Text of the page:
Cloud monitoring Made Simple: What You Need to Know

by Douglas Bernardini

Cloud monitoring works in real time alongside its on-premises and hybrid counterparts. This helps improve visibility across the entire environment, including storage, networks, and apps. Key capabilities of cloud monitoring tools include tracking the consumption and traffic of cloud-hosted resources.

Also included, and critical to cloud monitoring, are the ability to measure and visualize application and network-layer performance between hybrid cloud, private cloud, and public cloud services. These tools are important for unifying large volumes of data across distributed locations, identifying anomalies and their root causes, and predicting potential risks or production outages.

How do I benefit from cloud monitoring?

Holistic: Cloud monitoring goes beyond basic infrastructure health. It optimizes application performance all the way down to transaction and code-level metrics. Cloud monitoring provides insights into how the applications interact and perform across the network.

  • Scalable: Cloud-monitoring tools should grow with your infrastructure. The on-demand provisioning of licenses enables you to add new workstations or servers on a self-serve basis. It is not necessary to engineer for peak loads.
  • Cost-effective: Cloud monitoring is generally subscription-based, which means you pay only for the systems you want to monitor. You should be up and running within minutes with no upfront costs or infrastructural changes to your network.
  • Proactive: Gone are the days of manual checks. Automated monitoring finds patterns in cloud health and performance to predict vulnerabilities before they arise. The faster and more data-driven reporting leads to faster resolution, and by discovering the root cause of these issues, you can better plan for the future.
  • Remote: Cloud monitoring takes a 360-degree snapshot of your environment. It is independent of your own systems, whether or not it is on the corporate network. Most solutions also offer web-based dashboards you can view from any device.
  • Dynamic: A cloud-monitoring platform should be able to measure and alert IT about performance even if or when workloads move. This results in identifying any changes in location that may impact performance expectations.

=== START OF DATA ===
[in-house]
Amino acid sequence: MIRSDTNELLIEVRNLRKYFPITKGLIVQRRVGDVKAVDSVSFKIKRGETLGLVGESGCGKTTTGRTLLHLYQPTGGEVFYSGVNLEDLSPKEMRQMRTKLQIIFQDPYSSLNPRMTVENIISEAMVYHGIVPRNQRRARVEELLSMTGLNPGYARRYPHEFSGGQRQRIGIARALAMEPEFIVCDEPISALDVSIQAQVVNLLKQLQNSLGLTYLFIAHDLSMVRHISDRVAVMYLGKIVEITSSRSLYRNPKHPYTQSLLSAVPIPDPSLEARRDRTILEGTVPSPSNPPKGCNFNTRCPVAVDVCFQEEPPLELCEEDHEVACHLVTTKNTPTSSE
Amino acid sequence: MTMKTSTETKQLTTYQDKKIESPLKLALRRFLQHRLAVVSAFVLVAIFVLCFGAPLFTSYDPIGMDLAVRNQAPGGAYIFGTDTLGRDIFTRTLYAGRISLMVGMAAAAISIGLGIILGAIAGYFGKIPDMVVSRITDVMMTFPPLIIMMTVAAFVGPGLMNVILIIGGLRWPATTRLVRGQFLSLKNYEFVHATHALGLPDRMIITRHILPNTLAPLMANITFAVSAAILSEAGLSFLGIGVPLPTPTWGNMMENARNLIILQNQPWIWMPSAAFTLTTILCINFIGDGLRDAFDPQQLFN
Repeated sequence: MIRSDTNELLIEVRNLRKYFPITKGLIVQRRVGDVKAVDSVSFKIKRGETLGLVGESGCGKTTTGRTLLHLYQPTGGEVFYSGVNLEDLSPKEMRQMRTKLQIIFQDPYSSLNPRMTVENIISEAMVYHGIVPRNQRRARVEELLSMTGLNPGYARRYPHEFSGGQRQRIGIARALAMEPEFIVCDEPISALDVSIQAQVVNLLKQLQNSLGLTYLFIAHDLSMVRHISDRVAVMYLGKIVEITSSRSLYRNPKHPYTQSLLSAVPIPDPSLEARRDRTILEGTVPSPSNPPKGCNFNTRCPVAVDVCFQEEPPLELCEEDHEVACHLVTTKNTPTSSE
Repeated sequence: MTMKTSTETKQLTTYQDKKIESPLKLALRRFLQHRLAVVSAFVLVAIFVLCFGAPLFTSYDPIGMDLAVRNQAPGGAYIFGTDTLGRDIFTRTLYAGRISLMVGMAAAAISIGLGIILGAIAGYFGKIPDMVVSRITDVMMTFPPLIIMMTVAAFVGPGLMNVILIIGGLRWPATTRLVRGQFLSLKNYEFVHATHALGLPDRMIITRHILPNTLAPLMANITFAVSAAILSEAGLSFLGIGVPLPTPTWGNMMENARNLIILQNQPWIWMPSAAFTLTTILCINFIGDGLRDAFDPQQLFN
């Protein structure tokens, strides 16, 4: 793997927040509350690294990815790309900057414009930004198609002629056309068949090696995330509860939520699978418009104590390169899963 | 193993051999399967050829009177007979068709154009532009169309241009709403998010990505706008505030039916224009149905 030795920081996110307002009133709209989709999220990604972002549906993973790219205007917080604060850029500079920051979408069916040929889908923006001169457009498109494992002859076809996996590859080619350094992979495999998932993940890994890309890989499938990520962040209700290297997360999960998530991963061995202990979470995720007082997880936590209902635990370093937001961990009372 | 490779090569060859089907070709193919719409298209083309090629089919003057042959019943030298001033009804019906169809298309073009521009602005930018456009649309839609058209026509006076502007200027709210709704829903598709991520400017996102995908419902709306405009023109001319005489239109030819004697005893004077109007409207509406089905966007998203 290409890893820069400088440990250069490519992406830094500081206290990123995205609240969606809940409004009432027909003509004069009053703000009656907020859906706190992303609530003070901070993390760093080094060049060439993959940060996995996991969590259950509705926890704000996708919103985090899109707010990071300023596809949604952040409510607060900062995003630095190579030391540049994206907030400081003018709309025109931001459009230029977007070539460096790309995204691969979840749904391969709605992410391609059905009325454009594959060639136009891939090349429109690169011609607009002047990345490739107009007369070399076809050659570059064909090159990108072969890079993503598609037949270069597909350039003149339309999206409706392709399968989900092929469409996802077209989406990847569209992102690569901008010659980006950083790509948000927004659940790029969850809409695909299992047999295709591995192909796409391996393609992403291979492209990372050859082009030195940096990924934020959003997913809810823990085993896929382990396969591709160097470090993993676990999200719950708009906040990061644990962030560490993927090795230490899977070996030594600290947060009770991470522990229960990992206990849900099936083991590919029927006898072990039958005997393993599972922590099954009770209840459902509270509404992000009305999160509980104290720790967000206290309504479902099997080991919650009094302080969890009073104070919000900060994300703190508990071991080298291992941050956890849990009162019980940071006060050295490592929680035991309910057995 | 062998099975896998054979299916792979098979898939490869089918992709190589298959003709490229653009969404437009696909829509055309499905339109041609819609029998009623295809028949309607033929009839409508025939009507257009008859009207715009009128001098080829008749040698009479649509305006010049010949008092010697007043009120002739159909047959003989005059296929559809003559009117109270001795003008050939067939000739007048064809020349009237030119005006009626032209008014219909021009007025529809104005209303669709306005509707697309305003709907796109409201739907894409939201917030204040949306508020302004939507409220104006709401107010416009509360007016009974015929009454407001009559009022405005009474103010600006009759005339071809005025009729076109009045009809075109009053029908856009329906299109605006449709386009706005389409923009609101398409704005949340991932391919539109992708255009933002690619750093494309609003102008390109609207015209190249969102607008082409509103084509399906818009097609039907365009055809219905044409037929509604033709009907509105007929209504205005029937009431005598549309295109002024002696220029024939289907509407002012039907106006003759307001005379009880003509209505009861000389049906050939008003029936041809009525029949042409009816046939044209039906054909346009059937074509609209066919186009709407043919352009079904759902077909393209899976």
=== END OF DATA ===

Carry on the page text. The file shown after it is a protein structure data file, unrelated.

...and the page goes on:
• Secure: The security and privacy of all customer data should be a solution’s number 1 priority. With that taken care of, you can focus on creating superior customer experiences.

Why is cloud monitoring important?

The proliferation of modular application architectures has resulted in a complex matrix of interservice communication across infrastructures and networks that enterprises do not own or control. Much of this communication traverses the internet, which has evolved into a mission-critical transport for enterprises. A lack of visibility into connectivity between users’ communication across a cloud environment puts enterprises at risk of delivering poor digital experiences that adversely impact revenue, brand reputation, and employee productivity.

What are cloud monitoring tools?

The cloud has many moving parts. A variety of automated tools track different areas of performance. Some tools are built right into cloud services; others are offered by third-party platforms. Either way, the best cloud-monitoring solutions include custom metrics. You should be able to monitor specific areas of the cloud stack as well as the environment as a whole.

Types of cloud monitoring

Application performance management (APM)

Use APM to monitor distributed cloud-based apps end to end in a single pane of glass. Beyond basic infrastructure health metrics, APM drills down to the business transaction and code level. That way, you can understand the business impact of your applications and more quickly diagnose problems.

Database monitoring

More than half of application-performance bottlenecks originate in the database. Using database-performance management, you can monitor the queries, availability, usage, and data integrity of the databases your cloud applications rely on. These metrics show the precise moment a database goes down so you are equipped to speed up resolution.

Virtual infrastructure monitoring

Virtual machines (VMs) are often scaled out in IaaS (Infrastructure-as-a-Service) solutions. Through integrations with platforms like OpenStack, a monitoring solution can track real-time metrics on users, traffic, and determine whether to add virtual capacity. Think of it as traditional infrastructure monitoring with the added benefit of managing cloud apps.

Cloud-server monitoring

Use this tool to correlate infrastructure performance to application performance, ideally in the context of business transactions. With contextual visibility, you can troubleshoot and diagnose the root cause of server performance issues faster in live production environments. Server monitoring is also designed to introduce little overhead.

End-user experience monitoring (EUM)

Building cloud services capable of supporting millions of requests is no small feat. EUM helps by capturing critical web and mobile app performance metrics like crashes, page-load details, and rate-of-network requests. The ideal EUM tool aggregates metrics across all transactions and automatically scales up or down to handle load changes. In addition, it should also be able to present the real-time visibility into the end user’s experience of SaaS and internally hosted applications. It should also include the dependent components that comprise the service delivery chain.

Unified monitoring

More of a strategy than a type of product, unified monitoring provides complete visibility into your entire IT infrastructure, including components running in the cloud. This one-stop, vendor-neutral toolkit distills your IT infrastructure into a common view, which ops teams can use to triage issues faster.